Plaintiff reported being unemployed for two years due to pain. Tr. at 325. The doctor wrote that Plaintiff's last work was customer service, but she had too much pain to sit in the chair for 8 hours a day and had to quit. On physical examination, Plaintiff was noted to be 5 feet, 5 inches tall at a weight of 296.8 pounds -- " morbidly obese." X-rays of her knees showed mild medial joint compartment narrowing bilaterally. Tr. at 326. The doctor's impression was: Low back pain likely secondary to degenerative arthritis; knee pain secondary to osteoarthritis and obesity; chronic pain syndrome; and, myalgias and fatigue. The doctor recommended a multidimensional approach to treatment. He first recommended weight loss with diet and exercise. He gave Plaintiff a prescription for water exercise. The doctor said that a sleep study might be needed in the future. The doctor wrote that treatment of depression was critical if she became depressed. The doctor also prescribed medication and recommended topical rubs. Dr. Pittman wrote that physical therapy was ordered to evaluate and treat Plaintiff's knee osteoarthritis and low back pain. Tr. at 327.

Plaintiff saw Dr. Pittman on November 26, 2007. Plaintiff reported feeling about the same with pain in her legs, back and shoulders. On physical examination there was no synovitis in the joints. Range of motion was full with mild crepitus in the knees. The doctor noted tenderness to palpation over the trapezius and paraspinal muscles in the back and some mild lower back tenderness. Muscle strength was normal. The doctor reviewed the importance of exercise, weight loss and treatment of depression. The doctor recommended using a stationary bicycle as well as water exercises. Tr. at 323. A sleep study was ordered. Tr. at 324.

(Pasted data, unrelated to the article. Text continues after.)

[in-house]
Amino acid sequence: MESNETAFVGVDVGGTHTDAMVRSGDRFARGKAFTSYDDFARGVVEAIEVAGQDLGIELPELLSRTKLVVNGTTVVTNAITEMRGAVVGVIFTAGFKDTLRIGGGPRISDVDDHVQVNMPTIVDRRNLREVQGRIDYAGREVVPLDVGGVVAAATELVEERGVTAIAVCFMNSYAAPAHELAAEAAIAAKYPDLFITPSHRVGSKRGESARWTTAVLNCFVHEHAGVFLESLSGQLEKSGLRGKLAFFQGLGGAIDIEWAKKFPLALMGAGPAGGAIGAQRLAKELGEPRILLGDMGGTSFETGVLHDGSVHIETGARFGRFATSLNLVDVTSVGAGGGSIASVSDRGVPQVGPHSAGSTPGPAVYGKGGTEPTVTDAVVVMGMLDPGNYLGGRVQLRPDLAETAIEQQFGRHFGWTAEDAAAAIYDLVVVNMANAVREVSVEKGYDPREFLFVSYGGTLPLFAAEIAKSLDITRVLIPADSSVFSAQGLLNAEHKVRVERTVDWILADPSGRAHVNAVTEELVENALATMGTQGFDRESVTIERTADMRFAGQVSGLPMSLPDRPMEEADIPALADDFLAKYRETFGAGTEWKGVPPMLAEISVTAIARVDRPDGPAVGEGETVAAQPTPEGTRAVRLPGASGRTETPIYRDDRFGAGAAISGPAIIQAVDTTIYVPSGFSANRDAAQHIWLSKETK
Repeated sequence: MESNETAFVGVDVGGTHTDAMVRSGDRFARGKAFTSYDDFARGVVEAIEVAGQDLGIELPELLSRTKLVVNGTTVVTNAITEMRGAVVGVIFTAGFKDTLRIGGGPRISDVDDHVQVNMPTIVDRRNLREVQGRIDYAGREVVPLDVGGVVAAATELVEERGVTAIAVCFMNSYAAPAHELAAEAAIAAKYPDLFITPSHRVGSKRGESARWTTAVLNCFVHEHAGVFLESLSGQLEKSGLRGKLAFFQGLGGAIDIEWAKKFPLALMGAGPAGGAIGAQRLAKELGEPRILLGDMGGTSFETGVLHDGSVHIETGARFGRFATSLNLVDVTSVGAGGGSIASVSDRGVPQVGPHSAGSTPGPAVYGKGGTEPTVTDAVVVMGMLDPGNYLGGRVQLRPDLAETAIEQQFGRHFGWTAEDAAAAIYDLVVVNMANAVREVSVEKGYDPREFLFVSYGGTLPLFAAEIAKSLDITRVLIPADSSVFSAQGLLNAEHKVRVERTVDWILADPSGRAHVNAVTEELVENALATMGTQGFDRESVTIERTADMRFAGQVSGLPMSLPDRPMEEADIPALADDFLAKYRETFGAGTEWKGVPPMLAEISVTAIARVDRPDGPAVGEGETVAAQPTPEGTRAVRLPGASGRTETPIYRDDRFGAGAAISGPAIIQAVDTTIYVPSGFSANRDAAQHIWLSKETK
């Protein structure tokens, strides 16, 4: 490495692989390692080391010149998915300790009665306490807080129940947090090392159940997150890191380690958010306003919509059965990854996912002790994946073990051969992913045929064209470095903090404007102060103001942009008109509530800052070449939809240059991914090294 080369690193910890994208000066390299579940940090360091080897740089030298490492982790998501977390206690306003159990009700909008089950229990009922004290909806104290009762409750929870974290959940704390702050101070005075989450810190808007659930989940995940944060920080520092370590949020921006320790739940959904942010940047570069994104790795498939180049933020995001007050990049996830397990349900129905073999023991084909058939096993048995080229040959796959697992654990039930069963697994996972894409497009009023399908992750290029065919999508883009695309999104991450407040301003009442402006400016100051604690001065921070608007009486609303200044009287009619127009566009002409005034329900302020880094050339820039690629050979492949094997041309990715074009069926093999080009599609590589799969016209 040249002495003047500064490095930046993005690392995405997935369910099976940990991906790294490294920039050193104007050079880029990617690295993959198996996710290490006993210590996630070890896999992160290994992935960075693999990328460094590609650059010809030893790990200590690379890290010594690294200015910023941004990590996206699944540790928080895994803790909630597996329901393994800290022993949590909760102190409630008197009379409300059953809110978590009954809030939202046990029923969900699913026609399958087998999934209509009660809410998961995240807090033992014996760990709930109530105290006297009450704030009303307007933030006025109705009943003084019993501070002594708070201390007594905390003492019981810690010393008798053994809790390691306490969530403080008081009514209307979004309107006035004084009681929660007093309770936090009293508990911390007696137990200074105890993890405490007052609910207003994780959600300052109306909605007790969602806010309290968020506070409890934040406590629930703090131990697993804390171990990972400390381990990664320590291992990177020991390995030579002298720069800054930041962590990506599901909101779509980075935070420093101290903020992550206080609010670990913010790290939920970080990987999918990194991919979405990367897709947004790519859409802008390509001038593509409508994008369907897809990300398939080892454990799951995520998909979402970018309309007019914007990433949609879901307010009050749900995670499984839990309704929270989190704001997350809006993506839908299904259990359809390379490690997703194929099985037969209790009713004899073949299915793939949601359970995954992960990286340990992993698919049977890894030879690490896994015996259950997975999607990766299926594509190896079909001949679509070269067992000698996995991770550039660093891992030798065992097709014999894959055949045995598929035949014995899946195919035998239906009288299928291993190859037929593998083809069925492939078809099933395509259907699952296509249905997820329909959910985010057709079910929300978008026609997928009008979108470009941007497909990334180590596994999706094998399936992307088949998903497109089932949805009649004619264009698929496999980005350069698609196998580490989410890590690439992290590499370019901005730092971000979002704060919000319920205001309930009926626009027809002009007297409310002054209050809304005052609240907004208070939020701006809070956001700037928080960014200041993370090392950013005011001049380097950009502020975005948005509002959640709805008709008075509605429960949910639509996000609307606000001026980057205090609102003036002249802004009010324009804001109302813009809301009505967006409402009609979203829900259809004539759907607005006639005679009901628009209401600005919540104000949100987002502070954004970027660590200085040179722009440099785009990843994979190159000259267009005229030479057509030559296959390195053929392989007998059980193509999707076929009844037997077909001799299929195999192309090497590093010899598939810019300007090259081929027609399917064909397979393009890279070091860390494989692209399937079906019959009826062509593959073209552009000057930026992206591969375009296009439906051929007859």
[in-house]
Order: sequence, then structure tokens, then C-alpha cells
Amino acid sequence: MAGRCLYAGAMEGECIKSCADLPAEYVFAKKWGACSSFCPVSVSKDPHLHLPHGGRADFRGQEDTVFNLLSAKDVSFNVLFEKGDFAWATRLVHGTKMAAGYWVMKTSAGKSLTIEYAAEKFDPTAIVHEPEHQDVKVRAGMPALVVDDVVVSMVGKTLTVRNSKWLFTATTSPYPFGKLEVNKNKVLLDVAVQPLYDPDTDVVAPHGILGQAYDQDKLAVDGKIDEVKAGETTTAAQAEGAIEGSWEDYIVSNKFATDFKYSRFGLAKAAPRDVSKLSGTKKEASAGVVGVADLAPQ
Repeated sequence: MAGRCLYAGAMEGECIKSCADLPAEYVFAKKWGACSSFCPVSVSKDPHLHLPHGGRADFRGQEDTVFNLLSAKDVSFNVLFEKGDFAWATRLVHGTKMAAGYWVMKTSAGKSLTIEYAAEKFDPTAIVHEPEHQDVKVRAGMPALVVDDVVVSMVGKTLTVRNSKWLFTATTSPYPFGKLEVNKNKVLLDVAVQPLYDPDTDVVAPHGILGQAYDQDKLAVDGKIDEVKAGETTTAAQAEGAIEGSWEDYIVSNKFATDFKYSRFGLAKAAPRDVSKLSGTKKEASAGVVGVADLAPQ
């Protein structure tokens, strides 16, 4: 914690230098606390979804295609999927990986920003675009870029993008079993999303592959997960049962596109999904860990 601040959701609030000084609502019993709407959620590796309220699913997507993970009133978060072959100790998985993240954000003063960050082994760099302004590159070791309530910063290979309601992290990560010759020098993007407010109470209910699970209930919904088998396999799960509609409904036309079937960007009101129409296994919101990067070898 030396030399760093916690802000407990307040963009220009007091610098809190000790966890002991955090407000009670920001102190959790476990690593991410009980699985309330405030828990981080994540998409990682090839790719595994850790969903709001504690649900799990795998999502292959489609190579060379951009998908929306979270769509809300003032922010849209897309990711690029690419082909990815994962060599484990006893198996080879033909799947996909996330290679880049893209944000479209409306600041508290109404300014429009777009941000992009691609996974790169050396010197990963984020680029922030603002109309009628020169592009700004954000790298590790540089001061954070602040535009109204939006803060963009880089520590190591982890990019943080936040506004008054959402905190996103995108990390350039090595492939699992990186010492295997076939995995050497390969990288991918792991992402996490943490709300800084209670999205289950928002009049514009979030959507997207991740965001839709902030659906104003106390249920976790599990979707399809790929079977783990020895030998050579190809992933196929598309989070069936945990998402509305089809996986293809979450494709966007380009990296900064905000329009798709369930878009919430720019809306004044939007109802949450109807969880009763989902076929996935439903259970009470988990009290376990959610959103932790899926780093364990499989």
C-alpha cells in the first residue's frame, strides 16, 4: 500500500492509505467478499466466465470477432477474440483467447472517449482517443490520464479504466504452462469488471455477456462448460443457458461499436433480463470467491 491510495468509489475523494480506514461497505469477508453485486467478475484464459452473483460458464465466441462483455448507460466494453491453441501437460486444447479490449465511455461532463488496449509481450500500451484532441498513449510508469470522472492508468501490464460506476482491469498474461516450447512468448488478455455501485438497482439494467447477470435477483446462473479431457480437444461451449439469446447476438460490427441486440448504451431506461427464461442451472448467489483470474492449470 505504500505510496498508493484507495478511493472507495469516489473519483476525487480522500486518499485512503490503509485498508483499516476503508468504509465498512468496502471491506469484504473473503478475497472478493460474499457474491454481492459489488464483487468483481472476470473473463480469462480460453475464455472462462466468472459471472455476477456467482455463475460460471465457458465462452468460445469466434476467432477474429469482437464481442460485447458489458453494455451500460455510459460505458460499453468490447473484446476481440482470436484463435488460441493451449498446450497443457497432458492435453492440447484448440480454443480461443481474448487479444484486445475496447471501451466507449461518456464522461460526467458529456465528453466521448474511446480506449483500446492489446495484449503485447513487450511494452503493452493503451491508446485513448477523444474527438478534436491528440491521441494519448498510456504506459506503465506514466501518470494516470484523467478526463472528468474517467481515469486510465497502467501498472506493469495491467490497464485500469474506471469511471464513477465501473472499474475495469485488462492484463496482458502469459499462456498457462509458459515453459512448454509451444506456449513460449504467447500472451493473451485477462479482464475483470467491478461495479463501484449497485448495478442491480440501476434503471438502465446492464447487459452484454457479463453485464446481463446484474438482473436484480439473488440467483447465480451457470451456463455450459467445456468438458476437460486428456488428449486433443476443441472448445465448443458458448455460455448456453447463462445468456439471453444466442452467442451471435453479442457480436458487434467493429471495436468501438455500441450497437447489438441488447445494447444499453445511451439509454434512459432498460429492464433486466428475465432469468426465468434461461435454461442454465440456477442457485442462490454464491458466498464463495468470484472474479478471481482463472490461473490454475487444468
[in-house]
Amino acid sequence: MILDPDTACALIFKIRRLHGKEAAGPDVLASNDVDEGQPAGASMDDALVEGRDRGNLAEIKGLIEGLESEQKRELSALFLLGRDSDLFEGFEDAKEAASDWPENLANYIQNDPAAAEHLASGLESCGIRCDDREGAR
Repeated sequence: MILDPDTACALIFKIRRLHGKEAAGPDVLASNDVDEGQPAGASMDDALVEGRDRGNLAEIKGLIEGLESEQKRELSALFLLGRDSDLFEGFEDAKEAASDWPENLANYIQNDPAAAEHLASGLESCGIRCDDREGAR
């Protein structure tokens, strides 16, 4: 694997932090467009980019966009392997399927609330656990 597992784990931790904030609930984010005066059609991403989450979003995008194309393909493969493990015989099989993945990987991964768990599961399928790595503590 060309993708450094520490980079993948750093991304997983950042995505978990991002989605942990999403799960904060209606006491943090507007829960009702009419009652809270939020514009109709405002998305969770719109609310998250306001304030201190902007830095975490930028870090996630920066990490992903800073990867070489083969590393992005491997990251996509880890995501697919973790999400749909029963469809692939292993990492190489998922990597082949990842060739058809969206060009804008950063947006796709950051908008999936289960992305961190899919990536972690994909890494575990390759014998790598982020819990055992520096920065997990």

On February 26, 2008, Plaintiff's blood pressure was 210/110. Tr. at 478. Plaintiff reported a breast lump, so Dr. Lockard ordered a mammogram. The doctor noted that Plaintiff was non-compliant with her blood pressure medication. The doctor discussed the high risk of stroke or heart attack. Plaintiff said she would take her medication as prescribed. On March 7, 2008, Dr. Lockard noted that the mammogram showed a small nodule but not in the area where Plaintiff had noticed a lump. Tr. at 479.

Plaintiff saw Dr. Pittman again on April 4, 2008. The pain was about the same, although it had been worse during the cold months of December and January. Tr. at 321.

Plaintiff saw Dr. Lockard on April 8, 2008 with persistent cough and fevers -- probable cough variant asthma. Tr. at 477.

On April 17, 2008, Dr. Pittman wrote to Vanitha Singaram, M.D. The purpose of the letter was to refer Plaintiff for an evaluation of hyperparathyroidism with hypovitaminosis D. The doctor said that Plaintiff's other medical conditions include morbid obesity, low back pain, and osteoarthritis of the knees. Tr. at 320.

Plaintiff saw Dr. Singaram on June 26, 2008. Tr. at 347-52. The doctor noted that Plaintiff had taken 50,000 units of

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Vitamin D once a week for three weeks, but she did not follow with a maintenance dose of the vitamin. Plaintiff admitted drinking " a lot of soda" and said that she does not exercise much. The doctor also noted a history of depression as well as hypertension, acid reflux, asthma, arthritis, epilepsy, migraine headaches, miscarriage, and pneumonia. On Review of Systems, Plaintiff complained of fatigue, nosebleeds, dyspenea on exertion, coughing and wheezing, nausea, back pain, joint pain, muscle cramps, muscle weakness, stiffness, arthritis, seizures, headache, cold intolerance, and polydipsia. Tr. at 347-48. After a physical examination, Plaintiff was informed that her vitamin D levels had returned to normal. Tr. at 349.

Plaintiff also saw Dr. Lockard on June 26, 2008. Plaintiff's blood pressure was 188/116. Tr. at 474. The doctor noted that the blood pressure was " uncontrolled with ...